Over the past few weeks, eLife has posted a manifesto, and EMBOencounters and Journal of Cell Biology have published editorials, all promising strategies to avoid the iniquities of iterative reviewing, recently also the focus of invective from Hidde Ploegh and Gregory Petsko. We have addressed the problem with a policy we call re-review opt-out.
Clearly the movement to refocus journals on promoting the publication of papers, rather than assiduously filtering them, is gaining ground.
Lest it be overlooked in the more recent coverage, I should like to take the opportunity to assign credit to a rather earlier attempt to draw attention to the plight of postdocs and untenured academics whose careers are imperilled by publication delays due to obstructive referees and unduly compliant editors.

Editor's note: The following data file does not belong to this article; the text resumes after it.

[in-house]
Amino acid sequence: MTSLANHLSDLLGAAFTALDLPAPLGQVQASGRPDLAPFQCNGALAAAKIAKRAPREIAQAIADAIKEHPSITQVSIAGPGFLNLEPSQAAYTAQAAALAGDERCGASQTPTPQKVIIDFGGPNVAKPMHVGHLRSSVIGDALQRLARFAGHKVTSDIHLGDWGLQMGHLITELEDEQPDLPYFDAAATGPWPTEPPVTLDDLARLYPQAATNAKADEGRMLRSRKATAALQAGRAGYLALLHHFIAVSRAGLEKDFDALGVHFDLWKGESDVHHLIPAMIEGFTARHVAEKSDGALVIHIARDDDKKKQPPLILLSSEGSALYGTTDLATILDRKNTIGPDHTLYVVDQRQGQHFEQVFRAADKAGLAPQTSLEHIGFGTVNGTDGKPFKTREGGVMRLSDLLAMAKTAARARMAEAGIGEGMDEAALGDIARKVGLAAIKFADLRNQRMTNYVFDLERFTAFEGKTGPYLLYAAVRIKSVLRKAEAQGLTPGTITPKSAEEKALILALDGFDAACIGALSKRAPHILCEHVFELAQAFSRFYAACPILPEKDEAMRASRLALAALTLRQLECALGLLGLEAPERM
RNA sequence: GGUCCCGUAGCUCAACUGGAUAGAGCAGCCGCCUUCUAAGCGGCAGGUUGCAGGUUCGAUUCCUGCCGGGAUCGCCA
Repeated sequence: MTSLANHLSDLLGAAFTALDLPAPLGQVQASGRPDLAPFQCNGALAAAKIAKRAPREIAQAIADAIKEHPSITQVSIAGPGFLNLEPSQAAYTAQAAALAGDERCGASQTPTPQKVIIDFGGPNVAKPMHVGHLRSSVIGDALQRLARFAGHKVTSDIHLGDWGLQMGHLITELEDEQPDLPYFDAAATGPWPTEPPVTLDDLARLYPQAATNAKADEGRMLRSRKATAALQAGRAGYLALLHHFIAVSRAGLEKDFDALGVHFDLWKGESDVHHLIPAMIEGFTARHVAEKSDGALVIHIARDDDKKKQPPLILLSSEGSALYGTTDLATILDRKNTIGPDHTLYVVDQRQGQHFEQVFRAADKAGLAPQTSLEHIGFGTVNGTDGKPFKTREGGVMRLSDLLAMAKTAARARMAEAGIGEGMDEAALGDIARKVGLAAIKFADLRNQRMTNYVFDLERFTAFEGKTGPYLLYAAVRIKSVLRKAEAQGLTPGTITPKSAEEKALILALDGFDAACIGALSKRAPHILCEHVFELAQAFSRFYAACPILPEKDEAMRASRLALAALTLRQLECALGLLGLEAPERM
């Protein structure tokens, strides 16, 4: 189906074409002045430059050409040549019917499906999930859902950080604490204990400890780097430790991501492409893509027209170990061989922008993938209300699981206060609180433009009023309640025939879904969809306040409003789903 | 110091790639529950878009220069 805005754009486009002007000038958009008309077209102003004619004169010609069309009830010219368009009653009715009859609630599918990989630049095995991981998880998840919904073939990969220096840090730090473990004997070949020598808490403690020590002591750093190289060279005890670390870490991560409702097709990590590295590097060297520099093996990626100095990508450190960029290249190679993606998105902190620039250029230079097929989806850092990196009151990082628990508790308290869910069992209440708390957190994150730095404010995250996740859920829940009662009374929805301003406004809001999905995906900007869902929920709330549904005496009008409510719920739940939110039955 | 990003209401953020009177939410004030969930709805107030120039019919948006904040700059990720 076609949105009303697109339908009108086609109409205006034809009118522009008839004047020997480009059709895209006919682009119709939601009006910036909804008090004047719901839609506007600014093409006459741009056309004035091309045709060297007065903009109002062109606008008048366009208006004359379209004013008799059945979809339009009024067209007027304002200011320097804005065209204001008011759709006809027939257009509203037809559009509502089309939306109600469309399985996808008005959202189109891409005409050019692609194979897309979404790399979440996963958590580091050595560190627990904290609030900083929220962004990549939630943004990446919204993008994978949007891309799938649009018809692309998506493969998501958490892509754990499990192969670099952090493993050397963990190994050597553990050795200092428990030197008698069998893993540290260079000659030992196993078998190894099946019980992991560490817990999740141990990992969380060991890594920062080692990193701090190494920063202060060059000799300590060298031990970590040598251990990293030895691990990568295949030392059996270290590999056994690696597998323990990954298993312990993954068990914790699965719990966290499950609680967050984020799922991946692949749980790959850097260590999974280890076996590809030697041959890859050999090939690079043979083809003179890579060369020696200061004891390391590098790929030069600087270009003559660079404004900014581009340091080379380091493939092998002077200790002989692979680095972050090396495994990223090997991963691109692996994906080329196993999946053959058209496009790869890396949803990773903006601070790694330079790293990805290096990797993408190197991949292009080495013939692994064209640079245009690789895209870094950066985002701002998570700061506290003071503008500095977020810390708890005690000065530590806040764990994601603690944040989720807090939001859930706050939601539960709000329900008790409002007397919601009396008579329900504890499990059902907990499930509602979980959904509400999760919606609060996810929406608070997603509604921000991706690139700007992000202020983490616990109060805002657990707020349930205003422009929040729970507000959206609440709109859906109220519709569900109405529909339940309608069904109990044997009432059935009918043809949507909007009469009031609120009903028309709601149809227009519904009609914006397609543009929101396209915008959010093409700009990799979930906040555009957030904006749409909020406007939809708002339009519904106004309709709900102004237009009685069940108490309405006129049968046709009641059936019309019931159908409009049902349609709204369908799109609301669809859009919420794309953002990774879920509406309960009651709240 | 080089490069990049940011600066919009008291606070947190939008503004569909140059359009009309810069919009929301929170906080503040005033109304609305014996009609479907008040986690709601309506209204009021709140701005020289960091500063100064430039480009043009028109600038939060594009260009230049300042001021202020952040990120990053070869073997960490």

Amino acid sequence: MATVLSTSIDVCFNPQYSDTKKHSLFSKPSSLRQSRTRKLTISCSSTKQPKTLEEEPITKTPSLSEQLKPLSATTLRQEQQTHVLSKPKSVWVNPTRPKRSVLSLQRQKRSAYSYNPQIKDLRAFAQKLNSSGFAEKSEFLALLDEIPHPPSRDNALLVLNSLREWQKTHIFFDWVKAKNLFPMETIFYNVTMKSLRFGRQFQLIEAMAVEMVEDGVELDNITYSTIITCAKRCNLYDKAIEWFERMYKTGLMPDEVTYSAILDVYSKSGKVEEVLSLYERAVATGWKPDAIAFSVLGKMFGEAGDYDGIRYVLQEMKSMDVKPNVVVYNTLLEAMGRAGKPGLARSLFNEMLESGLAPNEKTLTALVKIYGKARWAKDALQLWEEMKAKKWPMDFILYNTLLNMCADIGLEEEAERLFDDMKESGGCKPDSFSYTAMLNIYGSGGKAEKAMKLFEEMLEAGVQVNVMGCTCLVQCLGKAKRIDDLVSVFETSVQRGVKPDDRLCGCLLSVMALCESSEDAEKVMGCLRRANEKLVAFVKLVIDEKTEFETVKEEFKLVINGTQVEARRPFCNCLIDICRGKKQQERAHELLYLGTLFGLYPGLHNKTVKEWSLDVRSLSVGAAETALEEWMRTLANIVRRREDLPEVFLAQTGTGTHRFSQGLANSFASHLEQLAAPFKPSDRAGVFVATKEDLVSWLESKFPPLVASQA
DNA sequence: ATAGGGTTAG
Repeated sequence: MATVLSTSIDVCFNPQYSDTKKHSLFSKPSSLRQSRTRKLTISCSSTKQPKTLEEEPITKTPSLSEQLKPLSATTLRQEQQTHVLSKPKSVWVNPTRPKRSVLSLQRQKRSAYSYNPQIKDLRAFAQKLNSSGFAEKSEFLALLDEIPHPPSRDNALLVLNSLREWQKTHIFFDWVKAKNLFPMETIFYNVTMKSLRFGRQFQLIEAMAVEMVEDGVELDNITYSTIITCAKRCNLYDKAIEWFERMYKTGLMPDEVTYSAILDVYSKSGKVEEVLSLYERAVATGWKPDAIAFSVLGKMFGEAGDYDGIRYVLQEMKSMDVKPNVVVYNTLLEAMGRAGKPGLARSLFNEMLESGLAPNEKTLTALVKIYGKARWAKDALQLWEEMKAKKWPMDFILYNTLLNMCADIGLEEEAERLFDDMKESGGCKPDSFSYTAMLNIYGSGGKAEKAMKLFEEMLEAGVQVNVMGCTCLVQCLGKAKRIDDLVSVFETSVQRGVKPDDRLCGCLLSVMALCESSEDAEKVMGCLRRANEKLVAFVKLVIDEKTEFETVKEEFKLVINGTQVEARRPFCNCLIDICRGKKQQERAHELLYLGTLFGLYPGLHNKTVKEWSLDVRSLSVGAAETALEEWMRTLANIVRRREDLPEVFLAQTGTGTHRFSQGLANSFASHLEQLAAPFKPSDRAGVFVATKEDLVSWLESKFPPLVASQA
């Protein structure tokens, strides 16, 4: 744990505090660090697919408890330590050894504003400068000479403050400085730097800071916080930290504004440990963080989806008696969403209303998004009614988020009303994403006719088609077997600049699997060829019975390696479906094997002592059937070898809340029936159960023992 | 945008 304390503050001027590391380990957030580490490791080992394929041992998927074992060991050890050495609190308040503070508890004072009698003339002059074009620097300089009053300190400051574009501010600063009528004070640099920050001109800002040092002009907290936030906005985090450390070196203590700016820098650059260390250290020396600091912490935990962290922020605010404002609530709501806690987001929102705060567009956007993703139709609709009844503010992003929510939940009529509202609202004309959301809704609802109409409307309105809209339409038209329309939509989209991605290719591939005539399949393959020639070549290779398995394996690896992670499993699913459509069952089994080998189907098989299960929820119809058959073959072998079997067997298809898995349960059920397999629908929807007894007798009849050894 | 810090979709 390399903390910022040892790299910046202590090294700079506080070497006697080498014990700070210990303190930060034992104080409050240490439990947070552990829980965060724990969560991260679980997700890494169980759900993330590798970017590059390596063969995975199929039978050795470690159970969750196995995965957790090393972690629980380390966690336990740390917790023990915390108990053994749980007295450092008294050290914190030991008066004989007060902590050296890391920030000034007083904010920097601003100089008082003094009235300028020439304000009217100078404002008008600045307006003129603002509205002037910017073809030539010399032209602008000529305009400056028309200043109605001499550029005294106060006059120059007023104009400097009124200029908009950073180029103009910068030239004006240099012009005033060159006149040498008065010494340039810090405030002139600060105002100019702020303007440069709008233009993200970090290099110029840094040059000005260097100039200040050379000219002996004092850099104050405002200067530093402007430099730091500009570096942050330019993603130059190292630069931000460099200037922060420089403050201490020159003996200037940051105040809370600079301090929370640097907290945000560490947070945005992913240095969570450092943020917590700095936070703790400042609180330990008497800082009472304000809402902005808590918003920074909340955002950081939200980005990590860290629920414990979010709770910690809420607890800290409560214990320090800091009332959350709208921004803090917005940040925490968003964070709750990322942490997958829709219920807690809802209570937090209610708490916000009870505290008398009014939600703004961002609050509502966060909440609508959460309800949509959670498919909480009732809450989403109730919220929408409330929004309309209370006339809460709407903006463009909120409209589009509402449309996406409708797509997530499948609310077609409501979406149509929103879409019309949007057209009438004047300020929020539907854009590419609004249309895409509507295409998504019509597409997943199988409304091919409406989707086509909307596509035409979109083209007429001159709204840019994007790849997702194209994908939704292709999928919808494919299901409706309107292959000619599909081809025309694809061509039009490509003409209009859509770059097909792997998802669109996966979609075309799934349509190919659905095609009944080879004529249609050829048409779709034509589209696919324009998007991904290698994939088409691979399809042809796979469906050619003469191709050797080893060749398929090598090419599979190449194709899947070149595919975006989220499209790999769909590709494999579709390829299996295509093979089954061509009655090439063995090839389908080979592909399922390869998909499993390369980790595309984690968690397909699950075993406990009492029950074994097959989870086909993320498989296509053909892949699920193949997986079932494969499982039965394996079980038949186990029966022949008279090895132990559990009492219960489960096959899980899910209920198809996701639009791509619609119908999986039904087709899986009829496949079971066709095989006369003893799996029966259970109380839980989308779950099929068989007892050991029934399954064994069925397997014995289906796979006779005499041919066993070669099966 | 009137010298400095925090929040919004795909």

Some years before Ploegh inveighed in Nature against the tyranny (sic) of ‘reviewer experiments’, or the manifesto of eLife inspired an enthusiastic endorsement from Petsko in Genome Biology, Raff, Johnson and Walter made precisely the same points in a succinct and eloquent letter to Science entitled ‘Painful Publishing’.
Editor, BMC Biology